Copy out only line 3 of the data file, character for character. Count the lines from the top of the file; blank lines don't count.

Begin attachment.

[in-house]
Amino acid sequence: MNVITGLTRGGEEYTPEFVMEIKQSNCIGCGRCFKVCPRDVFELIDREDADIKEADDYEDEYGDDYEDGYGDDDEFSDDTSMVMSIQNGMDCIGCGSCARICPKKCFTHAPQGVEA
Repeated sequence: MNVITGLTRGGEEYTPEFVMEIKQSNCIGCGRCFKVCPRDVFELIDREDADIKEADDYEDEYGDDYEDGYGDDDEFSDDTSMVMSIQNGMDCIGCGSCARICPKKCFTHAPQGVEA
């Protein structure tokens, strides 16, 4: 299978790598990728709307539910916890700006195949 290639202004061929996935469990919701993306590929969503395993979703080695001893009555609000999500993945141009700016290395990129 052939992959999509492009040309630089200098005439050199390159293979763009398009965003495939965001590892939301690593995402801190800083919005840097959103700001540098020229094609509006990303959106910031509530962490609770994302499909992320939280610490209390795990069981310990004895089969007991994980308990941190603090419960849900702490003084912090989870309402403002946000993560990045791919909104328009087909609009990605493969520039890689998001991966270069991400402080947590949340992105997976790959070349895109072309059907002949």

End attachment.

Repeated sequence: MNVITGLTRGGEEYTPEFVMEIKQSNCIGCGRCFKVCPRDVFELIDREDADIKEADDYEDEYGDDYEDGYGDDDEFSDDTSMVMSIQNGMDCIGCGSCARICPKKCFTHAPQGVEA